Monday, 9 January 2017

Video reviews from another universe

If This Is Not Paradise (1981 - USA/West Germany, AKA Krakatoa II - The Children, Escape from Krakatoa, Krakatoa 2000, Blue Krakatoa, Krakatoa Lagoon)

1895 - a British ship, the Prince Albert is forced to flee Java when Krakatoa erupts. On board is a grizzled Captain, Bulfour (Richard Harris), Bulfour's daughter Lisbeth and the Reverend Hillary Sussexshire (Dan O'Herlihy), a missionary, his wife Margaret (Elizabeth Shepherd) and their son Francis, Lisbeth's betrothed. Forced into the wilds of the Indian Ocean, they come across Akatoa, a small island. There, Lisbeth meets a young tribal warrior, Puo and his lover Denna. We learn that Denna is the only survivor of the local tribe, who were wiped out by Javanese insurgents headed by Puo's father. Puo stayed on the island, realised Krakatoa would strike, wiping out his family. But Puo and Lisbeth fall in love, and eventually Lisbeth is left behind when her father and the Sussexshires are forced to leave. For six months, Lisbeth and Denna become friends and joke over Puo, but it becomes apparent that both want a serious romance. As the two girls tussle over Puo, Captain Bulfour returns to find his daughter and save her from the savages who threaten her virginity. Can love conquer all or will it all end in tears?

Leslie Halliwell review "Tepid Blue Lagoon-esque teen erotica. English girl stranded on Indonesian island post-Krakatoa meets native boy and girl, falls in love with native boy, English girl's father returns to pick up father, against romance, boy dies, native girl stands up, forgives English girl and falls in love with English girl's fiance."

Star-Destructor! (1979 - Canada)
A deadly Soviet laser satellite is discovered on the dark side of the moon, aimed directly at the United States. A NASA torpedo is sent to disable the satellite, but only knocks it, causing its target to change - to the Swiss Alps where a band of tourists on a ski tour find themselves trapped by the huge laser-wall and must find a way to escape. 
Leslie Halliwell review - "Tedious semi-disaster fare disguised as sub-Star Wars fare. Leslie Nielsen and his family are in Switzerland, when a Soviet satellite's laser traps them in a cable car, while they and a few stereotypes attempt to find a way out. The sun rises. The laser is burnt up and our heroes continue through the snow."

Those Deadly Sinners! (1979 - Switzerland/West Germany/Philippines/Hong Kong - AKA The Wild Geese Of Cambodia, Kampuchea Inferno, Apocalypse Forever!)

In the thrilling tradition of The Dirty Dozen, The Wild Geese and The Guns of Navarone, comes Those Deadly Sinners! An ocean liner, the Princess Margaret leaves Hong Kong when anti-Colonial terrorists allied to the Red Chinese attack and hold the ship hostage, and take British politician Sir Clive Chembley hostage, helicoptering him into the wilds of Cambodia. An ace squad of international mercenaries are sent by the British Secret Service to head into Cambodia, to win the Vietnam War and take Chembley back alive!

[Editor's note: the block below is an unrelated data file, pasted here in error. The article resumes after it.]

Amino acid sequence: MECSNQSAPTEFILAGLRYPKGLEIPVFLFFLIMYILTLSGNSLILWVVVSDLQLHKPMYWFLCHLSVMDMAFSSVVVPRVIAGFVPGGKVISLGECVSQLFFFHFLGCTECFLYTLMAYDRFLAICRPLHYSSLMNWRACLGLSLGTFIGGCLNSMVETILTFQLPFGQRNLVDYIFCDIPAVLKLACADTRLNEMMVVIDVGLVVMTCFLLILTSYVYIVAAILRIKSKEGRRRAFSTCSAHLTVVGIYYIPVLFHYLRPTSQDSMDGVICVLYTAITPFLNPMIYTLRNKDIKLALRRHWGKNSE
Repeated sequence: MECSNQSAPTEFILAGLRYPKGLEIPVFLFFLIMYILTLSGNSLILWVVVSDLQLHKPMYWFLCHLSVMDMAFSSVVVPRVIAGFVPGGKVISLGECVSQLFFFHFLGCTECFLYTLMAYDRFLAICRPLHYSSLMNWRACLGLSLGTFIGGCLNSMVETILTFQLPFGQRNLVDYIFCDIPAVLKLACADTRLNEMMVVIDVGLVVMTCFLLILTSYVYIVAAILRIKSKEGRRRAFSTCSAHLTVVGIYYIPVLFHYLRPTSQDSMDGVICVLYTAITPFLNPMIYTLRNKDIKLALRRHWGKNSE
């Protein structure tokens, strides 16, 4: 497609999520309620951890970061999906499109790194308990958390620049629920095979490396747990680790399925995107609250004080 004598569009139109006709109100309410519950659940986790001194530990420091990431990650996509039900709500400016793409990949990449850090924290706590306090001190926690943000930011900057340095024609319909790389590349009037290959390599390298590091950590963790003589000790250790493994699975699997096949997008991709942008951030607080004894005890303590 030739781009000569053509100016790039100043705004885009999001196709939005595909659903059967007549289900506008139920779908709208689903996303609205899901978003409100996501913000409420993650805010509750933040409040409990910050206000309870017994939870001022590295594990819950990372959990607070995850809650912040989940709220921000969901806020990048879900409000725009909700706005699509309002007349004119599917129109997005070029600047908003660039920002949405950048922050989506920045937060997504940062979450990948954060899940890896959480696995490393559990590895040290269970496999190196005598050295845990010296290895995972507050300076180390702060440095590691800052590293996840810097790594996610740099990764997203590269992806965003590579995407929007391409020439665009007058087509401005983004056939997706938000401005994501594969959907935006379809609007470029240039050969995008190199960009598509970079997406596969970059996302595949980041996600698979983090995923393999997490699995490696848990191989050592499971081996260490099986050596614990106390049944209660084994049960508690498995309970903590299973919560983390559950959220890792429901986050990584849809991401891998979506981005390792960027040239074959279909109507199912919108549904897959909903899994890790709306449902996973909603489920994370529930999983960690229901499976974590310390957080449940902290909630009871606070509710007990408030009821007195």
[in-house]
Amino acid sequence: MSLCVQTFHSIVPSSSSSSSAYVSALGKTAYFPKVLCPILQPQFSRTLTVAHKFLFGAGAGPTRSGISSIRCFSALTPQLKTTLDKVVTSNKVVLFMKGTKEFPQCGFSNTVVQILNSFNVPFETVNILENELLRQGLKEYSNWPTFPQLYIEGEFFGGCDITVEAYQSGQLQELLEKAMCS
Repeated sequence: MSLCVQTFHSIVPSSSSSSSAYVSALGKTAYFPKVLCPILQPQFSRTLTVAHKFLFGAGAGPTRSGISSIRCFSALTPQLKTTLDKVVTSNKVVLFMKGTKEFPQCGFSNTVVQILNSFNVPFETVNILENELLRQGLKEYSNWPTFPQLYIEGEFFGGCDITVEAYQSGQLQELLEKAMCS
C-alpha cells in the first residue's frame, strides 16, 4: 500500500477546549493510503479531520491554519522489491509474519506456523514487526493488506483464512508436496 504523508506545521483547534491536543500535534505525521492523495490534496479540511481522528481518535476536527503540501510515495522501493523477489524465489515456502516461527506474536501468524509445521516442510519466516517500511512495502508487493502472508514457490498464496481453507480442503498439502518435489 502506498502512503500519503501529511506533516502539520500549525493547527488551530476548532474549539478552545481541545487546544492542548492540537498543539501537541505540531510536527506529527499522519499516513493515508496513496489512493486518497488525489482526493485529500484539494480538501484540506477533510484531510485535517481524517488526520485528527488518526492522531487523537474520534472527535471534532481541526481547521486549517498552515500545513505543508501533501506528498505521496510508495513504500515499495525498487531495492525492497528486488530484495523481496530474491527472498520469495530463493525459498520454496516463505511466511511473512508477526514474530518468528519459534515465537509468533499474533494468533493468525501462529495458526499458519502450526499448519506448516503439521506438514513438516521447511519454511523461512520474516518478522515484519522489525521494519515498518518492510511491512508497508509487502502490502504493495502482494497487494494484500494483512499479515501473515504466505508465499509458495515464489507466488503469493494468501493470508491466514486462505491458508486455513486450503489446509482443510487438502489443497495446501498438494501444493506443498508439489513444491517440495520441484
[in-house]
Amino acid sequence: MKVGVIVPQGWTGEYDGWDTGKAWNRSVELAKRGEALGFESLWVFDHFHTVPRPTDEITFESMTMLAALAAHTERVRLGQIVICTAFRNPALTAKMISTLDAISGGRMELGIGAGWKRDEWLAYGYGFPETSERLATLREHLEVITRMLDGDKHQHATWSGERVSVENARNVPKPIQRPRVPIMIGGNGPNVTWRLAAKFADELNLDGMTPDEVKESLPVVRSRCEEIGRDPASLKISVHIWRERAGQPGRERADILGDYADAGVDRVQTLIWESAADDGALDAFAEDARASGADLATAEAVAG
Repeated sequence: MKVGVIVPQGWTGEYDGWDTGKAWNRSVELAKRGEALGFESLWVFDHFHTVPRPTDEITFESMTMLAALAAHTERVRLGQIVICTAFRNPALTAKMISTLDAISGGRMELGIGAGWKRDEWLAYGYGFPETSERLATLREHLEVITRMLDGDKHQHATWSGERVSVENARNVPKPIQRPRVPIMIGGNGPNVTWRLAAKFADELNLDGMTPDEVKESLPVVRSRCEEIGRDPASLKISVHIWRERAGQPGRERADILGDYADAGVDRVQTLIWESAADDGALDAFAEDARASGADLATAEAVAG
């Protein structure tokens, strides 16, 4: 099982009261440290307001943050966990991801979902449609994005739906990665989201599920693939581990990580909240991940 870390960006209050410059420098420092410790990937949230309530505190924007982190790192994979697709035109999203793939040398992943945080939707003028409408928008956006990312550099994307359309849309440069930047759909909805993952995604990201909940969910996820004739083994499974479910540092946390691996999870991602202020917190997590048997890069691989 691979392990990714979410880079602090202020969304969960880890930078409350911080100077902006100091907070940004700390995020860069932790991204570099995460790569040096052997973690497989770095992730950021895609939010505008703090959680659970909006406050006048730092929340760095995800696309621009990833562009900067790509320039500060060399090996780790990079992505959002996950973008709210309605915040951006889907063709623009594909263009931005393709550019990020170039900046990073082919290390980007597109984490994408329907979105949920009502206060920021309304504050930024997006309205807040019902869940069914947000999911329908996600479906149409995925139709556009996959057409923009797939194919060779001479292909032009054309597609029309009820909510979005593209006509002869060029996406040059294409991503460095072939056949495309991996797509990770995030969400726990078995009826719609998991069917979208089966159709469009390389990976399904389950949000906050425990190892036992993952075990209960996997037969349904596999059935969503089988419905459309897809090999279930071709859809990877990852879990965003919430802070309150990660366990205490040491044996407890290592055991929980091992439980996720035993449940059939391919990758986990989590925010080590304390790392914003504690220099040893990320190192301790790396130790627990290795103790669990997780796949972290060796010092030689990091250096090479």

Harold Robinson's the Pier (1977)

The Pier is the latest piece of labyrinthine trash by Harold Robinson. Set in Brighton, it features a romanticised idyll of British journalism, where our hero, divorced ex-Fleet Street Hubert Skardon is supposedly hard-bitten yet unable to see the relationship between his blue-rinsed, Brut-strewn queen of a boss Burley and the latter's young male companion (referred throughout as a nephew via marriage) as anything but platonic. Skardon, a jaded investigative reporter for the Brighton City Sentinel is alarmed when leaked plans of the refurbished local pier suggest that weight is being deliberately put on the pier to sink it. Is it just the stupidity of Lew Grade-esque Eastern European media mogul Hiram Merkilzey, or is it a tax write-off? Written through the eyes of Skardon, yet featuring scenes where he does not appear, it tells of how our hero attempts to warn the bullish Merkilzey of his mistake, only for disaster to strike on the night of the grand opening. As a tidal wave sweeps into Brighton on this stormy night, the ageing struts of the pier break, and a released giant squid (a carnival gimmick) puts our heroes in peril. Some manage to escape, some die and some are trapped. Thus Skardon heads an impromptu rescue mission. The book is an ambitious, unwieldy and ultimately awful mix of boardroom melodrama, disaster and Peter Benchley-ish maritime peril. It gets maritime terms wrong, features Cockney stereotypes, scenes where pistol-carrying PCs attach harpoons to their arms to lift a door, and where dogs swim into the depths, biting the arse off the aforementioned squid in the process. It ends with the survivors escaping, as the pier is miraculously pulled up, and the revelation is lacklustre. The pier is the plan of a vengeful frustrated Czechoslovakian architect whom Merkilzey got jailed for tax fraud.Unusually for Robinson, sex is limited to one tawdry sex scene featuring Merkilzey's Irish terrorist secretary. Best avoided.